You know you need your cardio to keep your heart healthy, right? So just how many hours of cardio do you need to do a week? It turns out the answer may not be one of time spent, but of intensity of exercise. A new study published this week in the American Journal of Physiology's Journal of Regulatory, Integrative & Comparative Physiology investigated the relationship between high intensity training and cardiovascular health. Their findings? Start sprinting.
The study, conducted by Mark Rakobowchuk at McMaster University in Canada, gave male and female subjects six-week training sessions using two different types of exercise. One group used high-intensity sprint training, but an overall low volume of exercise: They performed four to six sprints of 30 seconds each, separated by 4.5 minutes of recovery, and did this program three days per week. The other group did 40 to 60 minutes of moderate intensity cycling (at 65 percent of their maximum) on a stationary bike five days per week—a traditional endurance program. The study found that the groups received the same reparative benefits to their arterial systems—despite the huge difference in the actual amounts of time spent exercising.
The researchers tracked both groups for the elasticity of both their central and peripheral arterial systems—that is, blood flow to the heart, and blood flow to the muscles. They found that arteries are aided by both high-intensity training and endurance training. This finding offers new options for addressing the complexities of constricted arteries, a major cause of cardiovascular disease.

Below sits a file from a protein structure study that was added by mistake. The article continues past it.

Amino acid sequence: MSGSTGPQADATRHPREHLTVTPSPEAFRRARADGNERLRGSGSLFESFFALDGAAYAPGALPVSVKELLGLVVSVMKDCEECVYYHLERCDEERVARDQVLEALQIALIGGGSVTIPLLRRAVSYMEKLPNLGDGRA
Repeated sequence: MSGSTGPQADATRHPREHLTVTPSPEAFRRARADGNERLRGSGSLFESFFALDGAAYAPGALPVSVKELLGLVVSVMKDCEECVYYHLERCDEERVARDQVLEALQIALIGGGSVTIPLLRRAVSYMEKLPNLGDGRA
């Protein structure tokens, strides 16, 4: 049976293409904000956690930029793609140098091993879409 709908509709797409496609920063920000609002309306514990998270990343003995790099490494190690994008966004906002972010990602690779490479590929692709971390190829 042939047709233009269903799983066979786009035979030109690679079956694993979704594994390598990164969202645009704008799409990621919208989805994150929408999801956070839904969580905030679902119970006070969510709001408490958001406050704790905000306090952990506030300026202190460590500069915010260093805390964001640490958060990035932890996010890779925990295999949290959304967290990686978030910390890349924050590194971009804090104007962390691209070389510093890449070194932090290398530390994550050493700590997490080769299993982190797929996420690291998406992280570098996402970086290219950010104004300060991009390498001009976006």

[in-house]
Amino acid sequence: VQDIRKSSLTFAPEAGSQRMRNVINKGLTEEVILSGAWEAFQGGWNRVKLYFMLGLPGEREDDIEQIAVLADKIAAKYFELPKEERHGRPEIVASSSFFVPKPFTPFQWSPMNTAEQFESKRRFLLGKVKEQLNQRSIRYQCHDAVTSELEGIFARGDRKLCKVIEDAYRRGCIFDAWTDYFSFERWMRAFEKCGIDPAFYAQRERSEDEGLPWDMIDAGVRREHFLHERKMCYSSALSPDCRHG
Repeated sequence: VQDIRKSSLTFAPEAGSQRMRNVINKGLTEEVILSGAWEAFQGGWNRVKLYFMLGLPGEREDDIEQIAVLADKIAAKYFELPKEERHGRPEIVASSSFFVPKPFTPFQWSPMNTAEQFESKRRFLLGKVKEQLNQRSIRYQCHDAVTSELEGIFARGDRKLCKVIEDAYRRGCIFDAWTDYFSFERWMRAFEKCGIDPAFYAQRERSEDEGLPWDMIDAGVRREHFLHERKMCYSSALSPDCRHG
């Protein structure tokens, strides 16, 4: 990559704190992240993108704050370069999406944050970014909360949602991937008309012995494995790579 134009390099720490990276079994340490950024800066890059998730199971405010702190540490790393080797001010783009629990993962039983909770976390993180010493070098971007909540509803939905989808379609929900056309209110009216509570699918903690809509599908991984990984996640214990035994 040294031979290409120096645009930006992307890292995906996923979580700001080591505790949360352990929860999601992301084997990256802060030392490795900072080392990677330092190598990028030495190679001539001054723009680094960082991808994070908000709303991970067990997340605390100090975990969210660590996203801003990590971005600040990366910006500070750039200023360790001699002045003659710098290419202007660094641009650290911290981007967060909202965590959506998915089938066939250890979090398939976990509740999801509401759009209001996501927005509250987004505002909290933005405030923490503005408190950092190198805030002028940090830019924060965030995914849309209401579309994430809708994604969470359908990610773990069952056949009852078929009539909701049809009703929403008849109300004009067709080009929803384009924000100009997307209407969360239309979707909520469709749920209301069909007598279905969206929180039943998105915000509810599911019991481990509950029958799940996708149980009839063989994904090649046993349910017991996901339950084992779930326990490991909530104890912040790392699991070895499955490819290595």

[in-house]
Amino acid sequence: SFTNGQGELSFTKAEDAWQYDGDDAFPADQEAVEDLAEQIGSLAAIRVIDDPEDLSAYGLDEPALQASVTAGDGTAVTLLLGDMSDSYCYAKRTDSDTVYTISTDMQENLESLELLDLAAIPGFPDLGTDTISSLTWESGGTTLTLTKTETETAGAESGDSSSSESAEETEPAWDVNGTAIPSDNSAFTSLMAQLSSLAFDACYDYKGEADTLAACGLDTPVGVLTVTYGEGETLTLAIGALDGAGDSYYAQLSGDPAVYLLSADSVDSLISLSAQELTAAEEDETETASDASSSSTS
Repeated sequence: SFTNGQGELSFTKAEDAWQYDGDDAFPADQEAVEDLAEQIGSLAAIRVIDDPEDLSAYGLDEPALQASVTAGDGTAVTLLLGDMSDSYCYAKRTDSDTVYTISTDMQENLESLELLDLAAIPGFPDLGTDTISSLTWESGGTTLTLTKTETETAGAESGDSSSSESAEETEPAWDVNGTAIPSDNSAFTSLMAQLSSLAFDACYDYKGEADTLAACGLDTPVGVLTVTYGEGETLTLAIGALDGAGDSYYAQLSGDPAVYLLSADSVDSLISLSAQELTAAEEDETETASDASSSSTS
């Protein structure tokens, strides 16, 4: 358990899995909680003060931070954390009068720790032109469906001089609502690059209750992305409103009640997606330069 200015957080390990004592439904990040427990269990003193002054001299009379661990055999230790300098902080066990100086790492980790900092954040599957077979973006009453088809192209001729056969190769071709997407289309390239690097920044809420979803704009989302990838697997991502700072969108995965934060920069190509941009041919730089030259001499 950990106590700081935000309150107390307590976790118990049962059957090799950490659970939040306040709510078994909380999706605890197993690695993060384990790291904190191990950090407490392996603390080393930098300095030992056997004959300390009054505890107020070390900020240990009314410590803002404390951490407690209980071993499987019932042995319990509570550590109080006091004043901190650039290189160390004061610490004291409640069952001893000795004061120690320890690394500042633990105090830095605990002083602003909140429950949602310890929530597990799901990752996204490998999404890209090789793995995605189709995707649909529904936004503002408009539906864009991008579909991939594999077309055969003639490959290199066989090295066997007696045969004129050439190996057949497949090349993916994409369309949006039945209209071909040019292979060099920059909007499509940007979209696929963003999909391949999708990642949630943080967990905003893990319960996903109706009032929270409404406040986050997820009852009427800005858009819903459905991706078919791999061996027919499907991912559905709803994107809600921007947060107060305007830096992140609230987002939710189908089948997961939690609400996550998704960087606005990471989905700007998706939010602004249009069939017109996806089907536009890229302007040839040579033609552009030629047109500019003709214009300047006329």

"As we age, the arteries become stiffer and tend to lose their ability to dilate, and these effects contribute to high blood pressure and cardiovascular disease," Maureen MacDonald, an associate professor in McMaster University's Department of Kinesiology told Science Daily. "More detrimental is the effect that blood vessel stiffening has on the heart, which has to circulate blood."
The implications of this research are significant, given the difficulties of persuading most people to do cardio exercise 45 minutes a day, five days per week. But smaller, less time-consuming (though very challenging) doses of exercise may be more manageable, and still give significant benefits to stiff and constricted arteries. For people from the ill to the busy to the merely tired, this research potentially offers a new, less time-consuming way to approach exercise and heart health.